Sounds like the best place to be besides Central Park on a sweltering summer day in Manhattan!

Now if only USPS could preemptively recycle my junk mail…

Posted by Joe Paone

Points and Beauty for Roof Tiles in a LEED Home

Building a green home takes a lot of effort and determining just what products meet the standards of being environmentally preferable and also helping us get LEED-H points is not always easy.  Roofing was one of those products.  We needed a product that would meet all of the energy efficiency requirements of the home but also had to be rated Class 4 for impact resistance, have the highest ratings for straight line wind testing at 110 mph and have a Class A fire retardance rating.

 

Most people start the roofing process by looking at asphalt shingles; there is nothing environmentally friendly about a product that uses petroleum, has a 20 year life span at best by the ocean, and cannot be recycled. Asphalt was out and we honed in on metal and composite roofing. I really liked the look of metal roofing but was unsure it was the right rood for our Oceanside, New England cottage style home. The summer cottages of RI usually have either cedar shingles (a look I didn’t want) or natural slate (a look I wanted but could neither afford nor was very eco-friendly). We did our homework and at GreenBuild we saw the composite slate tiles; it was love at first site. roofing-abbys-roof-full-view

 

We selected the DaVinci EcoBlend roofing tiles in a beautiful Weathered Gray color. They are perfect for our home. The products have been rated by the Cool Roof Rating Council (CRRC) to reflect sunlight and heat away from the home. Meeting the initial qualifications for a Cool Roof indicates that DaVinci EcoBlend products meet or exceed initial ENERGY STAR® program requirements for 25 percent solar reflectivity (in  LEED-NC this would get you up to 2 points for the  7.2 Heat Island Effect). We have our first walk through for our ENERGY STAR portion of our LEED testing the week of May 4th, we have selected to go the performance route as opposed to prescriptive path for ENERGY STAR and expect the roof to contribute to our E&A score based on the shingles solar reflectance and thermal emittance.roofing-abbys-roof-closer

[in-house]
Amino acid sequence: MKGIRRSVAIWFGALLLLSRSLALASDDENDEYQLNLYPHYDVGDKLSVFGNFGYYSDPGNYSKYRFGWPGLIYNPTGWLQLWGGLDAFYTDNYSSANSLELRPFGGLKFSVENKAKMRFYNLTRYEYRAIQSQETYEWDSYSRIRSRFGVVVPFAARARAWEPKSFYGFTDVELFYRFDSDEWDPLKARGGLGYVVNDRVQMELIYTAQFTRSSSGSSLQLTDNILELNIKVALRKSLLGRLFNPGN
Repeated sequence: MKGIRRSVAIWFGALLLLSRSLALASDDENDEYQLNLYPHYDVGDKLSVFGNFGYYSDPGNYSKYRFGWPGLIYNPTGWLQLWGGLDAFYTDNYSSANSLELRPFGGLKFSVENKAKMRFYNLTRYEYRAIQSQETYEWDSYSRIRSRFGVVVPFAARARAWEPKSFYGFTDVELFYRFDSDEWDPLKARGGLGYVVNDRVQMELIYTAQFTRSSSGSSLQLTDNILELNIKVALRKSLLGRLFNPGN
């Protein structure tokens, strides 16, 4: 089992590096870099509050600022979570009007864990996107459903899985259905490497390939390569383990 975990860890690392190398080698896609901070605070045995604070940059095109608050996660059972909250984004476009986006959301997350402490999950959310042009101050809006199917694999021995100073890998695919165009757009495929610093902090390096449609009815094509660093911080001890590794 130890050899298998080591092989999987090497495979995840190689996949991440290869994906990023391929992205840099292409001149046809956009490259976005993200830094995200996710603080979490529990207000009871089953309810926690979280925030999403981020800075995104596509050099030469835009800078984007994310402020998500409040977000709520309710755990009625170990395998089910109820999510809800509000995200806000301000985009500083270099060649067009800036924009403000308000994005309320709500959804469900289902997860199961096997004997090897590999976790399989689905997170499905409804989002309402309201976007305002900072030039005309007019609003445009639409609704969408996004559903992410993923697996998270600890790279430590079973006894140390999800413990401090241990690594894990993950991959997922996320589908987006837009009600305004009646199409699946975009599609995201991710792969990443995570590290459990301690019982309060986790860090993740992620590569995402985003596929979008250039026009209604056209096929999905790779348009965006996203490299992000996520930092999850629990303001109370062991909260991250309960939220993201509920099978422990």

A Cool Roof is measured by two properties, solar reflectance and thermal emittance. Both properties are measured from 0 to 1. The higher the value, the cooler the roof. During independent testing, DaVinci EcoBlends measured in a range of 0.26 to 0.34 for solar reflectance and in the range of 0.67 to 0.72 for thermal emittance. Depending on our home’s overall performance in the ENERGY STAR blower test and the efficiency of our spray foam insulation, the roof tiles can only add to our overall performance. We are insulating the entire roof deck to an R-51 (toasty or cool depending on the season) and DaVinci will maximize our roof’s performance. roof-tiles-up-close

 

The installation team from Cape Cod Roofing in Wareham, MA, has been installing the DaVinci roof and their work will be tested and measured as well.

 

The tiles have a 70 plus year lifespan and can be 100% recycled at end of their lifecycle. This is and will be the only roof we put on this house.

The house is so close to being buttoned up and you can really see the vision of our design and all our effort. We’re also really starting to see all of the beauty that the roof design and the perfect roof tiles are adding to the house.

posted by KDL | follow me on Twitter: newscaster

Urban Renewal, Through an Environmental Lens